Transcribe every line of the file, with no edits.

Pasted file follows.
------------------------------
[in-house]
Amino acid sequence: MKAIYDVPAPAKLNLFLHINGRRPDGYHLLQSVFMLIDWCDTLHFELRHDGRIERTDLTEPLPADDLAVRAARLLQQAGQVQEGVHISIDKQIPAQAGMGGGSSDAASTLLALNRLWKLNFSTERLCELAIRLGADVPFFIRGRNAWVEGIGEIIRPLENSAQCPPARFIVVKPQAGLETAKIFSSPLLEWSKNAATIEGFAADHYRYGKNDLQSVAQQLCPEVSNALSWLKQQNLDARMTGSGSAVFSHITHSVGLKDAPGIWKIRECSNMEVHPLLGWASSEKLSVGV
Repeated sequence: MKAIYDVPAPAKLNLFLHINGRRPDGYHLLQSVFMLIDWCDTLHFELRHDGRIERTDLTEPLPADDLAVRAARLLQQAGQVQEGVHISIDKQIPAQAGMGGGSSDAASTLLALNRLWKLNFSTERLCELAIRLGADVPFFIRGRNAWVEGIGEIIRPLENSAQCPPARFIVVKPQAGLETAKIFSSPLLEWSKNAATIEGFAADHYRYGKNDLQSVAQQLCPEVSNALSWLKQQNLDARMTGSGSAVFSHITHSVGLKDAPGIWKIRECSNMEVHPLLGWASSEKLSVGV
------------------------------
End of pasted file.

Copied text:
[in-house]
Amino acid sequence: MKAIYDVPAPAKLNLFLHINGRRPDGYHLLQSVFMLIDWCDTLHFELRHDGRIERTDLTEPLPADDLAVRAARLLQQAGQVQEGVHISIDKQIPAQAGMGGGSSDAASTLLALNRLWKLNFSTERLCELAIRLGADVPFFIRGRNAWVEGIGEIIRPLENSAQCPPARFIVVKPQAGLETAKIFSSPLLEWSKNAATIEGFAADHYRYGKNDLQSVAQQLCPEVSNALSWLKQQNLDARMTGSGSAVFSHITHSVGLKDAPGIWKIRECSNMEVHPLLGWASSEKLSVGV
Repeated sequence: MKAIYDVPAPAKLNLFLHINGRRPDGYHLLQSVFMLIDWCDTLHFELRHDGRIERTDLTEPLPADDLAVRAARLLQQAGQVQEGVHISIDKQIPAQAGMGGGSSDAASTLLALNRLWKLNFSTERLCELAIRLGADVPFFIRGRNAWVEGIGEIIRPLENSAQCPPARFIVVKPQAGLETAKIFSSPLLEWSKNAATIEGFAADHYRYGKNDLQSVAQQLCPEVSNALSWLKQQNLDARMTGSGSAVFSHITHSVGLKDAPGIWKIRECSNMEVHPLLGWASSEKLSVGV